What about bottom-up innovation?     How do you get people to innovate broadly as part of their job?    How do you capture ideas and vet them?    And how do you take action on the best ideas, engaging and/or recognizing the people who came up with the suggestion to begin with?   Like directed innovation, in a small organization, you’d ask everyone for their suggestions.    Or you might establish a company-wide guideline, as Google used to, that everyone can spend up to X% of their time on a project of their choosing.    But allowing everyone to spend time on a project of their own choosing is pretty open ended.   On one hand, that’s the point:   everyone should believe that innovation is part of their job.   On the other hand, with bottom-up innovation, you have the problem, not just of scale, but also of allowing of creativity to occur freely, while maintaining a degree of control over how much time is invested in it, and which ideas are acted on.   

Approaches

Both directed and bottom-up innovation have the same intrinsic steps: communication, idea generation, vetting, and action.    Issues of scale and level of investment come into play in both directed and bottom-up innovation.   As there isn’t a formula for addressing the steps, I’ll describe some things that I have seen work, and that are generally applicable to many organizations.

Since ideas can come from anywhere, the challenge with communication and idea generation is how to encourage creativity, including how to reward people for coming up with good ideas even in areas that are outside of their day-to-day responsibility, and how to capture those ideas.     The first step is communication: letting people know what you’re looking for.    If line management has the right mind-set, they are your best advocates.  If an employee’s idea is something that he or she can act on unilaterally, or with support from line management, they should.   The message is that innovation can be stimulated simply by giving people the message that they are empowered to take action, rather than waiting for direction.

Focusing a bit more on idea generation, in some cases, for example in an area that cuts across functional units or if line management is part of the problem, you may want to create new channels of communication that don’t depend on line management.    For example, the CTO or someone designated by the CTO could convene a set of skip-level sessions for brainstorming, with participation either at random, or by having people self-select to participate.      Another approach to generating ideas outside of functional areas is to convene a group of top individual contributors from different parts of the organization in an Advisory Council.     This group can be given a mandate to produce its own recommendations outside of the normal chain of command.    As mentioned above, another approach that can capture valuable ideas in very large company is to create a social networking web site for crowd-sourcing ideas.    This web site can be used to issue management “challenges” to focus attention on specific problem domains.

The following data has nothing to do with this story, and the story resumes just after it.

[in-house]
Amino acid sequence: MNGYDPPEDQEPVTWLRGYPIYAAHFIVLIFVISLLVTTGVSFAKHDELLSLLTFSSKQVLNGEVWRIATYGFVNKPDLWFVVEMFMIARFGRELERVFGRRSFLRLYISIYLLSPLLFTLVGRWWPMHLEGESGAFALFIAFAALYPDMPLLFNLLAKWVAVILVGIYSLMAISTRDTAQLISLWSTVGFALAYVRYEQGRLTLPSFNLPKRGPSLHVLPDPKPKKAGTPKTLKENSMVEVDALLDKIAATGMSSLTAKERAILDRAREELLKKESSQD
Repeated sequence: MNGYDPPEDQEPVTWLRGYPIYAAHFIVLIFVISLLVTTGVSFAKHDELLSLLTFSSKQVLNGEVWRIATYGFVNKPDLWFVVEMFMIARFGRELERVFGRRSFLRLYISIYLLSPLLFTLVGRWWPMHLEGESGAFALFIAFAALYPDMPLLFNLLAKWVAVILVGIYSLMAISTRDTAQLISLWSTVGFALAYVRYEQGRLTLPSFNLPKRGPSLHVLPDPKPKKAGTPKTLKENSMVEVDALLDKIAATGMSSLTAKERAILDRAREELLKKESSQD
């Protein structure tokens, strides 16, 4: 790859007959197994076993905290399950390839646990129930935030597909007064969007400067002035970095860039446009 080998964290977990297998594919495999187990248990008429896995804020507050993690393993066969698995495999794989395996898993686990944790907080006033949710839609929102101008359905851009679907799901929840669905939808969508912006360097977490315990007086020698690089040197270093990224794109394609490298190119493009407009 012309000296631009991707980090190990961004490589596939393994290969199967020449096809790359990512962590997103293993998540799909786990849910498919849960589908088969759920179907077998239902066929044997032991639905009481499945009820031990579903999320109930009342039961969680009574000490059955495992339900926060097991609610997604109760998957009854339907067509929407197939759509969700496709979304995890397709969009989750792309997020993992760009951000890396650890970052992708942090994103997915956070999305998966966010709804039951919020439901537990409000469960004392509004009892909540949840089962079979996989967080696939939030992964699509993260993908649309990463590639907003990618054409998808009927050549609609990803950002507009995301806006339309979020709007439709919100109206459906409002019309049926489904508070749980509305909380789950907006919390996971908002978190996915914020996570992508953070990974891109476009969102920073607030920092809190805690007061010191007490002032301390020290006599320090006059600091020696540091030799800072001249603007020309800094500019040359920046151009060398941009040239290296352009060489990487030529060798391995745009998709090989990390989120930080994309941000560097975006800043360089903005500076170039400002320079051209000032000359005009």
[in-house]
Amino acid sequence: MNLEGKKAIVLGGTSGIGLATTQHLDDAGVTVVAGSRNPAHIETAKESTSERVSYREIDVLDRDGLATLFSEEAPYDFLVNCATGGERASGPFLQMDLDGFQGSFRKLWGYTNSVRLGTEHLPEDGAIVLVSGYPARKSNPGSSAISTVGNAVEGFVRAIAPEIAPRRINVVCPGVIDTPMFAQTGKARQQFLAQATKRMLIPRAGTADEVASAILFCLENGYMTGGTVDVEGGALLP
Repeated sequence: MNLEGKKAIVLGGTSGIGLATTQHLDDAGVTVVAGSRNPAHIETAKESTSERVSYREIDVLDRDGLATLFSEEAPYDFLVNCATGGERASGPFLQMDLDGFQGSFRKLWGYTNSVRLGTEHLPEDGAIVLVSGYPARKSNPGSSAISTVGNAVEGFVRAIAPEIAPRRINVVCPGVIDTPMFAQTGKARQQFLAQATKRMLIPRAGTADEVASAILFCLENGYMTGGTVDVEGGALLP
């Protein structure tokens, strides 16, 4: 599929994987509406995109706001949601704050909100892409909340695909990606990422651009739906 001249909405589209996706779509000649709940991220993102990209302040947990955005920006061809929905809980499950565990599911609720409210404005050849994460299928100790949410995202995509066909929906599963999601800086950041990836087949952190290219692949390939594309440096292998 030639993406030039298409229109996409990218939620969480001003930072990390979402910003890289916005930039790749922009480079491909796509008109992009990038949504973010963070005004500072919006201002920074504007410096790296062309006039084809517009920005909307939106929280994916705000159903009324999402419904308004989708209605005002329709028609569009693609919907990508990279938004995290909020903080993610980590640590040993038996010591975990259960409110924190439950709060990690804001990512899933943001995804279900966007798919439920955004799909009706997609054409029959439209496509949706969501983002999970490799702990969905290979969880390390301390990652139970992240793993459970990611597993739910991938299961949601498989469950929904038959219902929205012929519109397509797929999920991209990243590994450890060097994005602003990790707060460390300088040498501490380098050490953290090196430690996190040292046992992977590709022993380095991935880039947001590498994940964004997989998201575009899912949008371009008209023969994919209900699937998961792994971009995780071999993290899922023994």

Once you have a set of ideas that go beyond an individual manager’s purview – about a specific problem (directed innovation) or more generally (bottoms up innovation) — they need to be vetted.    Someone needs to decide which ones to invest in further and which ones to drop.    In some cases, the ideas may need to be developed before they are ready to withstand the vetting process.    Depending on his or her expertise, the innovator may need help fleshing out some parts of the idea.    In a large company, it could make sense to have a small, dedicated team available to innovators to help them put together their “idea pitch.”     The final decision on which ideas to pursue should be made by senior leadership.   Getting buy-in from the CTO and CMO is a good indication that an idea may have legs.     If the process you use gives innovators the opportunity to interact directly with the CTO and CMO, independent of line management, this creates its own incentive for people to participate.    Most people don’t get an opportunity to pitch an idea to the CTO or CMO on a regular basis.   When given the opportunity, people rise to the challenge.

The point of the selection process is to select ideas for further investment.   Up until this point, the innovator(s) have been working on this in their spare time, so the resource investment has been relatively modest.    The next step in a tech company might be to go from Powerpoint to prototype.   Once you get down to building a prototype, the project may need additional resources, and a project team may need to be created.